The poem is a captivating piece of symbolic expression. Its appeal is universal and related to many modern communities. Likewise, it also depicts the existing circumstances of Pakistan. It might reflect political scenes but is also filled with poetic and aesthetic diction and appeal.
In April 1936, three years before his death, WB Yeats received a letter from the writer and activist Ethel Mannin. The 70-year-old Yeats was a Nobel prize-winning poet of immense stature and influence, not to mention Mannin’s former lover, and she asked him to join a campaign to free a German pacifist incarcerated by the Nazis. Yeats responded instead with a reading recommendation: “If you have my poems by you, look up a poem called ‘The Second Coming’,” he wrote. “It was written some sixteen or seventeen years ago & foretold what is happening. I have written of the same thing again & again. With your strong practical sense, this will seem little to you; it takes fifty years for a poet’s weapons to influence the issue.”
Yeats was justified in taking the long view. Written in 1919 and published in 1920, “The Second Coming” has become perhaps the most plundered poem in the English language. At 164 words, it is short and memorable enough to be famous in toto. Still, it has also been disassembled into its constituent parts by books, albums, movies, TV shows, comic books, computer games, political speeches and newspaper editorials. While many poems in Yeats’s corpus have contributed memorable lines to the storehouse of the cultural imagination (“no country for old men”; “the foul rag and bone shop of the heart”), “The Second Coming” consists of almost nothing but such lines. Someone reading it for the first time in 2020 might resemble the apocryphal theatregoer complaining that Hamlet was just a bunch of quotations strung together. Whether or not it is Yeats’s greatest poem, it is his most valuable. As Auden wrote in “In Memory of WB Yeats” (1939), “The words of a dead man / Are modified in the guts of the living.”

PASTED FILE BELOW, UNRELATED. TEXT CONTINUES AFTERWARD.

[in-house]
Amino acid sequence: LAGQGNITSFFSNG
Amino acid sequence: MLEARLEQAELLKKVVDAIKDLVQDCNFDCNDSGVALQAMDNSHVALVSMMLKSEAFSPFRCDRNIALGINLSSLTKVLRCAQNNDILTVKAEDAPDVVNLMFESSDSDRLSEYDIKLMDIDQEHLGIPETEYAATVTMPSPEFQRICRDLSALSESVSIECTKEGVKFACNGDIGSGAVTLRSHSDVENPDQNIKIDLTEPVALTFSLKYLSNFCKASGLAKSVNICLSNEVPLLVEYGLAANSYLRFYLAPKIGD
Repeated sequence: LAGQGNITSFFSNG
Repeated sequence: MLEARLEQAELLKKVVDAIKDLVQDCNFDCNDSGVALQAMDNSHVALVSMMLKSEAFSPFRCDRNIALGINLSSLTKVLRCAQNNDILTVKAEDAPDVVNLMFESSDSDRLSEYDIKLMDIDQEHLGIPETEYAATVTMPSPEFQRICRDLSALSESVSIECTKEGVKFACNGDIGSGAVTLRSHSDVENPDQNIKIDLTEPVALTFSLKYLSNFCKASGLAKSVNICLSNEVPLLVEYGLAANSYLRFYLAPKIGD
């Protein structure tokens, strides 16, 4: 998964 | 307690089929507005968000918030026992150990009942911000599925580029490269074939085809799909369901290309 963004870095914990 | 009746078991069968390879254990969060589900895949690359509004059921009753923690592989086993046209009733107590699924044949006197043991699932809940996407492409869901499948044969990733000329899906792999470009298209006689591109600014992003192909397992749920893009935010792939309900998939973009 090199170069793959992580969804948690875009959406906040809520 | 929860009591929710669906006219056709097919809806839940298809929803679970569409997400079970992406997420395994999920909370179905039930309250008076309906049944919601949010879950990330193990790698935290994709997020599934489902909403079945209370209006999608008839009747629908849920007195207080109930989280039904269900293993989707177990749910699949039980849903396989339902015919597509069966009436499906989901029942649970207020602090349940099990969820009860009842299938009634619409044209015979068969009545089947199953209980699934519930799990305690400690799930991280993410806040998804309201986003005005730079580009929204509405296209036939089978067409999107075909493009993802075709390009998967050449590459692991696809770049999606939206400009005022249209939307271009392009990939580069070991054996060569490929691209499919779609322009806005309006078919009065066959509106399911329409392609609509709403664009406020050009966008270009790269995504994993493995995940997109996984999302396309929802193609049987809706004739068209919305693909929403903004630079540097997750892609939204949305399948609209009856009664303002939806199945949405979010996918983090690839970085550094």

Turning and turning in the widening gyre
The falcon cannot hear the falconer;
Things fall apart; the centre cannot hold;
Mere anarchy is loosed upon the world,
The blood-dimmed tide is loosed, and everywhere
The ceremony of innocence is drowned;
The best lack all conviction, while the worst
Are full of passionate intensity.
Surely some revelation is at hand;
Surely the Second Coming is at hand.
The Second Coming! Hardly are those words out
When a vast image out of Spiritus Mundi
Troubles my sight: somewhere in the sands of the desert
A shape with lion body and the head of a man,
A gaze blank and pitiless as the sun,
Is moving its slow thighs, while all about it
Reel shadows of the indignant desert birds.
The darkness drops again; but now I know
That twenty centuries of stony sleep
Were vexed to nightmare by a rocking cradle,
And what rough beast, its hour come round at last,
Slouches towards Bethlehem to be born?
The summary of the poem contains the simple theme of the poem. It discusses that humans are losing control over sanity and becoming increasingly violent. There is no unifying force, and anarchy is prevalent across. People are scared of one another, and bloodshed is on the rise. Human values are fast diminishing, and the whole process is in the hands of cruels. However, in the last part of the poem, the writer symbolically explains the second coming and provides hope for the readers.
- Flying around and around in a widening spiral, a falcon can no longer hear the call of its owner. Things are breaking down, and their foundation is giving way. Pure destruction and lawlessness have spread worldwide, and so has a tidal wave darkened by blood. This tide has swallowed all the rituals of innocence. The best people aren’t motivated to act, but the worst are vigorous and eager.
- Some revelation has to happen soon, and the Second Coming must be close. Excitedly, the speaker exclaims: “The Second Coming!” But just as the speaker says this, a vision comes to the speaker from the world’s collective unconscious. The speaker sees a barren desert land, where a creature with a man’s head and a lion’s body is coming to life. Its expression is, like the sun, empty and without pity. Its legs are moving slowly, and all around it fly the shadows of disturbed desert birds. Everything becomes dark again, but the speaker knows something new: two thousand years of calm have been irreversibly disrupted by the shaking of a cradle. The speaker asks: what beast, whose time has finally come, is dragging itself towards Bethlehem, where it will be born?
The poem befittingly covers the present circumstances in Pakistan. All is falling apart, and nothing is coherent. There is no unifying force which could unite all and sundry. A unifying force can be the rule of law. People are scared and in enmity mode. There is no peace. Human values are fast deteriorating. There is anarchy unleashing. The symbolism and expressions are related to Pakistan. Pakistan is also facing the same circumstances.
Then, the second coming is evident. Change is also on the horizon. Likewise, Pakistan needs transformation and change for good. Similarly, there is a change in the air in Pakistan. It might not be visible; however, there are fewer signs of change. The second coming is also in the offing for Pakistan. The poem is symbolic and expresses two different extremes. One can also hope that the poem’s second part might reflect a better future for Pakistan.